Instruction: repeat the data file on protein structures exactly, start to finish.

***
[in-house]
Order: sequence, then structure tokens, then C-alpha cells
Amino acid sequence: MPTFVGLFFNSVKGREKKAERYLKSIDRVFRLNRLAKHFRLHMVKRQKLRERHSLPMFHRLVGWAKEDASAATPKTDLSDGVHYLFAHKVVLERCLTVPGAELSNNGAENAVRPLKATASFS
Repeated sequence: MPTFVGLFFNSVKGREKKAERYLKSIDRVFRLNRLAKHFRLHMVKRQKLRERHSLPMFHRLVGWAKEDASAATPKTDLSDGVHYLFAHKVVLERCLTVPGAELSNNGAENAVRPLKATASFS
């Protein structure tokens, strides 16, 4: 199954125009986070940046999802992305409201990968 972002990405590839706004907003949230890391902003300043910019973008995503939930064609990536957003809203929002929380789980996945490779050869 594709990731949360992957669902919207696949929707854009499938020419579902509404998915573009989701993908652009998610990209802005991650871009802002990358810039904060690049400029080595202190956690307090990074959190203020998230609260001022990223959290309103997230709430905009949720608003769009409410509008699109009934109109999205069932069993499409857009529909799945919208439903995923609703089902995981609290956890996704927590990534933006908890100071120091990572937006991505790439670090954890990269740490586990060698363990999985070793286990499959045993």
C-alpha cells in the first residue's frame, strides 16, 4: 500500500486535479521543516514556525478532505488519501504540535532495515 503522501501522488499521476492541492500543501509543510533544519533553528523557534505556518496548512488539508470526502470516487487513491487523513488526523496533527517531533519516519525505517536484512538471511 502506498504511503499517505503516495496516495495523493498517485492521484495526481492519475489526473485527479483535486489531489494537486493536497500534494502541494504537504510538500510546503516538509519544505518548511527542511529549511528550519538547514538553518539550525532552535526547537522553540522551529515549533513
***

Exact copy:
[in-house]
Order: sequence, then structure tokens, then C-alpha cells
Amino acid sequence: MPTFVGLFFNSVKGREKKAERYLKSIDRVFRLNRLAKHFRLHMVKRQKLRERHSLPMFHRLVGWAKEDASAATPKTDLSDGVHYLFAHKVVLERCLTVPGAELSNNGAENAVRPLKATASFS
Repeated sequence: MPTFVGLFFNSVKGREKKAERYLKSIDRVFRLNRLAKHFRLHMVKRQKLRERHSLPMFHRLVGWAKEDASAATPKTDLSDGVHYLFAHKVVLERCLTVPGAELSNNGAENAVRPLKATASFS
């Protein structure tokens, strides 16, 4: 199954125009986070940046999802992305409201990968 972002990405590839706004907003949230890391902003300043910019973008995503939930064609990536957003809203929002929380789980996945490779050869 594709990731949360992957669902919207696949929707854009499938020419579902509404998915573009989701993908652009998610990209802005991650871009802002990358810039904060690049400029080595202190956690307090990074959190203020998230609260001022990223959290309103997230709430905009949720608003769009409410509008699109009934109109999205069932069993499409857009529909799945919208439903995923609703089902995981609290956890996704927590990534933006908890100071120091990572937006991505790439670090954890990269740490586990060698363990999985070793286990499959045993």
C-alpha cells in the first residue's frame, strides 16, 4: 500500500486535479521543516514556525478532505488519501504540535532495515 503522501501522488499521476492541492500543501509543510533544519533553528523557534505556518496548512488539508470526502470516487487513491487523513488526523496533527517531533519516519525505517536484512538471511 502506498504511503499517505503516495496516495495523493498517485492521484495526481492519475489526473485527479483535486489531489494537486493536497500534494502541494504537504510538500510546503516538509519544505518548511527542511529549511528550519538547514538553518539550525532552535526547537522553540522551529515549533513